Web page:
The Book of Zines

The Paper Trail Interview Series (On hiatus?)

Asking for Trouble

Zine Library

Toronto Zine Library

Zines for Lunch

Robert Street: Anchor Archive Zine Library

Arrow Archive

These Things That People Make

Zine Dream

Facebook: Fanzines

DIY Bookbinding

E-Zinez: The Handbook of Ezine Publishing


How do you tell computers and humans apart? In cases where we can’t see whether we are interacting with a real human or a computer, CAPTCHA is sometimes used to prevent comment spam.

CAPTCHArt : A blog for turning random CAPTHCA phrases/ letters into art.

Know your Meme: CAPTCHArt
Rhizome: General Web Content – CAPTCHArt
Urlesque: Captchart Turns Random Captcha Phrases into Art
Geek O System: Captchart – The Art of Proving You’re Human
Cerebral Pop: Found – CAPTCHArt

captcha comics
Comics Alliance: Captcha Codes Find True Meaning in CAPTCHArt Comics

Lava Doesn’t Care if it Hurts Your Feelings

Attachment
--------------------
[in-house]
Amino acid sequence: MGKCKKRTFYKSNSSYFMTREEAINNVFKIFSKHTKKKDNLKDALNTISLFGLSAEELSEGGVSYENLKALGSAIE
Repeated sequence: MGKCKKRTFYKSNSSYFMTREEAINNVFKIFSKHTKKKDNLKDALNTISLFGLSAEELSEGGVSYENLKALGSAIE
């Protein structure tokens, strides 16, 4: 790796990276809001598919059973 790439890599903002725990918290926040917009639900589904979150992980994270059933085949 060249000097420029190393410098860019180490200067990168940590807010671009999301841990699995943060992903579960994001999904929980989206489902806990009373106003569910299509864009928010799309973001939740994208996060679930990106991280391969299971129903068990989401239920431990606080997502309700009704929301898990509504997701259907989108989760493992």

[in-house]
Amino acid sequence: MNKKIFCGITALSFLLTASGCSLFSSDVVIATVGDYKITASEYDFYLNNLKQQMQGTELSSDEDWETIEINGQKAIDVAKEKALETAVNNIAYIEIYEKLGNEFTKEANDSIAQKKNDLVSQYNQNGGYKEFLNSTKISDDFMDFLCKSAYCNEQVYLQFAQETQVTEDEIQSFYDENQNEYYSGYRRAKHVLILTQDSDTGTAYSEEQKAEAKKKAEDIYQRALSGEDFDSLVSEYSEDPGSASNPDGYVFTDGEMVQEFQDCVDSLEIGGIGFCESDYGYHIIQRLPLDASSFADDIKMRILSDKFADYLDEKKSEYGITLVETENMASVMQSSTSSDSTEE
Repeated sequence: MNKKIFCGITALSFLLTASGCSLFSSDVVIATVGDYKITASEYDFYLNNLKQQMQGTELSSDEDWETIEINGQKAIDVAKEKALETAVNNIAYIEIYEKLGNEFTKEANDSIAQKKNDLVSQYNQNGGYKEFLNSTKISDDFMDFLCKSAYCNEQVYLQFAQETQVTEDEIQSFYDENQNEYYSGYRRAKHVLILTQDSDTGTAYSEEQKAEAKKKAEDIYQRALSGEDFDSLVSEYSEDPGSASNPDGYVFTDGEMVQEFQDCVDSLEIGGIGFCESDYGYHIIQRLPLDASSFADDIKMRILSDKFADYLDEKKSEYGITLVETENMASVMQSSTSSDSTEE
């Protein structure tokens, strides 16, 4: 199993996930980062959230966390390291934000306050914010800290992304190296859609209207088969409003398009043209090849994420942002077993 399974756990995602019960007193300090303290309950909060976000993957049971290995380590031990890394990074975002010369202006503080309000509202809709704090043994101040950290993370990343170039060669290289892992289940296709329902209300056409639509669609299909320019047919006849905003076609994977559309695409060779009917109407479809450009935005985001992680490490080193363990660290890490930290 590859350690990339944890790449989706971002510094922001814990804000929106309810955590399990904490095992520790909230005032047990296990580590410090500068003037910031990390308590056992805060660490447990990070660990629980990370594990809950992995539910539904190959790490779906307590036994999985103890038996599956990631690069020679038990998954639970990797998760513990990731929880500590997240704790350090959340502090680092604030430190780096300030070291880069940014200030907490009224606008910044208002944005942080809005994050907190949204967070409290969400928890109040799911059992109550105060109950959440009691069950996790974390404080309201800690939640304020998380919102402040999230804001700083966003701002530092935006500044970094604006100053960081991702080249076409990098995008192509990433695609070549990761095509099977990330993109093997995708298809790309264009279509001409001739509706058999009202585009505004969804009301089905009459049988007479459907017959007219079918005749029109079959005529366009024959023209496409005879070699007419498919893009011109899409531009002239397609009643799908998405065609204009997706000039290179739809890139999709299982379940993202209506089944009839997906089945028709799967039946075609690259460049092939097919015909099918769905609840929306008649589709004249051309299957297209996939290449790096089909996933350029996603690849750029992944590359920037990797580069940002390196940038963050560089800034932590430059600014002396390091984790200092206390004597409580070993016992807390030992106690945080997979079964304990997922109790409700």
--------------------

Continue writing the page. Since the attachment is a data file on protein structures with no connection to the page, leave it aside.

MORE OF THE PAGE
Sometimes odd phrases just pop into my head. They don’t make sense in a logical way, but they reflect my sense of irony and personal logic. Today I’ve been watching a marathon of TV shows about geography of the planet.

Chances are people assume geography is about knowing where places are, like towns and countries. That’s only a small part. Geography is as vast as our planet, it is the study of our planet, the elements that create our planet and continue to change it. I love the science of geography. Everyone should take a moment to think about geography once a day, it keeps you humble to know we mean nothing to the planet we live on. That must be why “lava doesn’t care if it hurts your feelings” popped into my head this afternoon and made me laugh.